I once saw a short film about the creation of an experimental dairy-based treat at BYU Creamery. It was formed when food science students decided to take two unrelated food concepts and see what would happen when you put them together.
Their creation? Carbonated yogurt.
It was a little wacky and weird, but it was unique and interesting. It was fun. It was something you didn’t expect, and even if it didn’t take off and become a cupboard staple in every home in America, it made for an interesting story and learning experience.
Experiencing other cultures is like that for me. One of the things I have really enjoyed about my time here in Newcastle is the opportunity it has given me to share experiences with people from different cultures. There are a bevy of international students at the university, and the city has truly embraced their various tastes and traditions. Within the Organic Farming program alone, there are students from China, Indonesia, Trinidad, Oman, Taiwan, England, Canada, and the US. When I had a classes with other students in the School of Agriculture, I made friends from Mozambique, Malaysia, Kenya, Germany, and Italy. My flatmates come from Brunei, Singapore, Turkey, and Thailand. I have a neighbor from Ghana, a church friend from Brazil, a professor from Portugal.
On a daily basis, I hear more foreign accents than I do British accents.
All of this exposure to other cultures has opened my eyes. It has made me more fond of and grateful for certain things in my own culture, and helped me fall in love with so many things from other cultures. But the thing I love most is that despite all of our differences of religion, food, art, history, politics, philosophies, etc., when we share experiences like this, we form beautiful connections. Sometimes they’re unexpected and unusual, sometimes they’re wacky and weird, but they’re always, always interesting and enlightening.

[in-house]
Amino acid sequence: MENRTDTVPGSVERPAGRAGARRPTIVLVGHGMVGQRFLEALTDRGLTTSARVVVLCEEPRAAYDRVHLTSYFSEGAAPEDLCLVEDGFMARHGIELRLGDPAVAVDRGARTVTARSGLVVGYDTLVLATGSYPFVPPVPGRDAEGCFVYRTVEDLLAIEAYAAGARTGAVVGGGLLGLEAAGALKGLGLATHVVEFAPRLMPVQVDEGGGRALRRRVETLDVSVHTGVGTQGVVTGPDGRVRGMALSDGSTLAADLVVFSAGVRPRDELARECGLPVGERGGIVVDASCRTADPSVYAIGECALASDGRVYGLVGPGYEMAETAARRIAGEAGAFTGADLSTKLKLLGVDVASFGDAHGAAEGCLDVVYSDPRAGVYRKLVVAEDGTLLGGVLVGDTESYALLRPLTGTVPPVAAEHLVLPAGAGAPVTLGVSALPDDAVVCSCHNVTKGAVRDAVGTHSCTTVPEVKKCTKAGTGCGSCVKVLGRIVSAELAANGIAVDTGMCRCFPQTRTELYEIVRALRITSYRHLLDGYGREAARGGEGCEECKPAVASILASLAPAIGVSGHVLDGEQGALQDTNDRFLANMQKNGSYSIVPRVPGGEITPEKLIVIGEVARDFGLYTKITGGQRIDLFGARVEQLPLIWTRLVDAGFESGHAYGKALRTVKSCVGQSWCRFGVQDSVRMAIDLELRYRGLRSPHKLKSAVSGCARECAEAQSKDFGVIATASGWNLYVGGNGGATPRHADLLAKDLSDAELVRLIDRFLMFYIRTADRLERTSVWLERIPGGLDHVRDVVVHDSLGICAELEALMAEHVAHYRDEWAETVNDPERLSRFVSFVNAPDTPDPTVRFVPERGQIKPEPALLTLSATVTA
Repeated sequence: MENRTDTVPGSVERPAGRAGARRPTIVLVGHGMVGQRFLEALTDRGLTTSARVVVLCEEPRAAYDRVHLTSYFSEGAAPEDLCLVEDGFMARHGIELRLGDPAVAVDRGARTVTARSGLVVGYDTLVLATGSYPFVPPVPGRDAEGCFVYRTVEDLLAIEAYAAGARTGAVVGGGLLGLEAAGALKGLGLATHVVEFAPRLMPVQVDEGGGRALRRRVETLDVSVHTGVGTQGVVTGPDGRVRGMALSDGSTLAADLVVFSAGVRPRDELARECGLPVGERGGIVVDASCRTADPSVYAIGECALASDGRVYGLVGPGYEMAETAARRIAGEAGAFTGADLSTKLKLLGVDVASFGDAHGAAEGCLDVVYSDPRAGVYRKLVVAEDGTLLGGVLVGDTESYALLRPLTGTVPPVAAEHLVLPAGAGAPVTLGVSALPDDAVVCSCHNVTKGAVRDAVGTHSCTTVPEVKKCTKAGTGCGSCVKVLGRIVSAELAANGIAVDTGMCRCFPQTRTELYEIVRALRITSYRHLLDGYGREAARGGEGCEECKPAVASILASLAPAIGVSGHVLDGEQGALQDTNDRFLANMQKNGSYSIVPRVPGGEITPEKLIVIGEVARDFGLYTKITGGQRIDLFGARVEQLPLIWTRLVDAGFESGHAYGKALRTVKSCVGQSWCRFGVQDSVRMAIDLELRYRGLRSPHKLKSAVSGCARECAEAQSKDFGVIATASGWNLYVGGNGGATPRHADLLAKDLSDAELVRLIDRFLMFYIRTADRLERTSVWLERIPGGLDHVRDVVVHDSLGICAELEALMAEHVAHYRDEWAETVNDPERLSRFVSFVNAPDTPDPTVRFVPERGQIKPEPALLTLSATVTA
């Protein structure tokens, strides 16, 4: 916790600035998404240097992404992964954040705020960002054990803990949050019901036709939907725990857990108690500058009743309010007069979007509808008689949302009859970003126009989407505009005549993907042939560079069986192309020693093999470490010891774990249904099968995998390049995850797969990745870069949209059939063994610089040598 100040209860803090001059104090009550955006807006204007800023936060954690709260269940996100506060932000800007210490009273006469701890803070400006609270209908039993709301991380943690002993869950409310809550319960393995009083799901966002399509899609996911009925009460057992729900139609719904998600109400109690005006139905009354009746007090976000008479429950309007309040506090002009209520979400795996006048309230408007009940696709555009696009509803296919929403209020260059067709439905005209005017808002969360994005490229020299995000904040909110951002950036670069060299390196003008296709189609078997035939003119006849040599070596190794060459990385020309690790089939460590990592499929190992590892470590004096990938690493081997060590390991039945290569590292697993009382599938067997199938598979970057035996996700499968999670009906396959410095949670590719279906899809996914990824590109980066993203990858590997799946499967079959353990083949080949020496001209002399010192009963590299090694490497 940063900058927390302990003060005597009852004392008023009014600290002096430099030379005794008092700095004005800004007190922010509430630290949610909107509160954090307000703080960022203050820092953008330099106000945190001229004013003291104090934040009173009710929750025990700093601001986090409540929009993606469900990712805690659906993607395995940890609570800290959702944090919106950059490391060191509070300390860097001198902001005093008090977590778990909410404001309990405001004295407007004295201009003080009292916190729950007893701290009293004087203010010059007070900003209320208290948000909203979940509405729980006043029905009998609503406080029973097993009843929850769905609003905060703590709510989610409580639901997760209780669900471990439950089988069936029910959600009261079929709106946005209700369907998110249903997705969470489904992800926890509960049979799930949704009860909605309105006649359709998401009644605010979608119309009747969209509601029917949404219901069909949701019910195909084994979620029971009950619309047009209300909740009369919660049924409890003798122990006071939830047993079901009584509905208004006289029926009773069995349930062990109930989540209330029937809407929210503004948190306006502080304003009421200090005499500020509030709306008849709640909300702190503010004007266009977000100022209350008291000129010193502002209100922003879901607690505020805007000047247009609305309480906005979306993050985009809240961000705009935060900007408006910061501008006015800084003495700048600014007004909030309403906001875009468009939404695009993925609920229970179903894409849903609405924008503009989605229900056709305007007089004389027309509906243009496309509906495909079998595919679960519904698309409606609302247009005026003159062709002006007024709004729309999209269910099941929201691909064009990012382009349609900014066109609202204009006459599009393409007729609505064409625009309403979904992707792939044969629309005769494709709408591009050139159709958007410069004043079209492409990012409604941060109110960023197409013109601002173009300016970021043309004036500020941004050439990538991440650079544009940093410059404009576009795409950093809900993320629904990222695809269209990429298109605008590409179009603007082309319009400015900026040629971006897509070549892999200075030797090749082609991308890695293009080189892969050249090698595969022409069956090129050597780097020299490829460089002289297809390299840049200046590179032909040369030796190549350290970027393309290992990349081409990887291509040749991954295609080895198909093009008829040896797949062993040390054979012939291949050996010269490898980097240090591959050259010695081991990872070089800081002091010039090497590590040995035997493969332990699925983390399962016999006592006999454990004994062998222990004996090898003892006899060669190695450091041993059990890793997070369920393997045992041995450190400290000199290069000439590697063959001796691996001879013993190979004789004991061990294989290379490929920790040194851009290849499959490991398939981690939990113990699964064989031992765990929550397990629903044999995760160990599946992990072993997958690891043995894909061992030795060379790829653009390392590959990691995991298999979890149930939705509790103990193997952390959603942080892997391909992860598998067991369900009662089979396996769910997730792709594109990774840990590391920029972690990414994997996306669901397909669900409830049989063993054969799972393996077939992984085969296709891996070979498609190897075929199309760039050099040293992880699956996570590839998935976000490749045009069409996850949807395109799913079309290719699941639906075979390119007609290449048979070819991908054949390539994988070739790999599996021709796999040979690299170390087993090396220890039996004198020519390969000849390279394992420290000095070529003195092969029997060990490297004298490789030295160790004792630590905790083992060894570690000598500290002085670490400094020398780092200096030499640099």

And I love it.
This is Daryl, one of my favorite people. He is an incredibly talented musician, so when he mentioned that he was participating in a student concert, I was really keen to go. Several other students performed as well, and the music ranged from folk to hard rock to electronica. Even though some of it didn’t match my taste in music, I loved seeing these musicians do something that clearly made them so very happy. Next to Daryl, I think my favorite performance was the guy who did “live coded music.” As a coder myself, it was really inspiring to see how he used technology to create something beautiful.
The stores around here take their Christmas window displays pretty seriously, but none more so than Fenwick*. This year’s display has an Alice in Wonderland theme, complete with epic music and animatronic characters!
* Say “Fennick, not “Fen-wick.”
I was supposed to go to the Preston Temple this Saturday, but then my ride fell through. Instead, I spent the morning enjoying good conversation and yummy hot chocolate with some wonderful friends, and then I took a walk around the city. This building is the Central Arcade, one of my favorites, and that bagpiper is usually there to fill the vaulted ceiling with his glorious droning. Sometimes, I will pretend that I need to go into the music store across from him just so I have an excuse to hear him play for a little bit.
I went to a Caroling service at a local Anglican church with my flatmate (a Muslim) and a friend from China. Even as a Christian, it was interesting to see some of the differences between my beliefs and the beliefs of those who attend this church, and singing sacred hymns in such a beautiful space with such a large crowd was inspiring to say the least.
The Ashington Branch* hosted a Ceilidh this week, and here is the awesome group of YSA people that went along for a whirl. A Ceilidh (“Kay-lee”) is a Irish dance with a caller, much like the square dances we used to do in Elementary School. It was a lot of fun, and the music was fantastic!
*A branch is what we call a small congregation in the Church of Jesus Christ of Latter-day Saints
This is another one of my favorite buildings downtown. It’s just a department store, but I think the building has such character.
Santa Claus made a special appearance at our Christmas party after Institute on Tuesday. His friend here is Damon, who had never gotten a Christmas gift from Santa Claus before that night.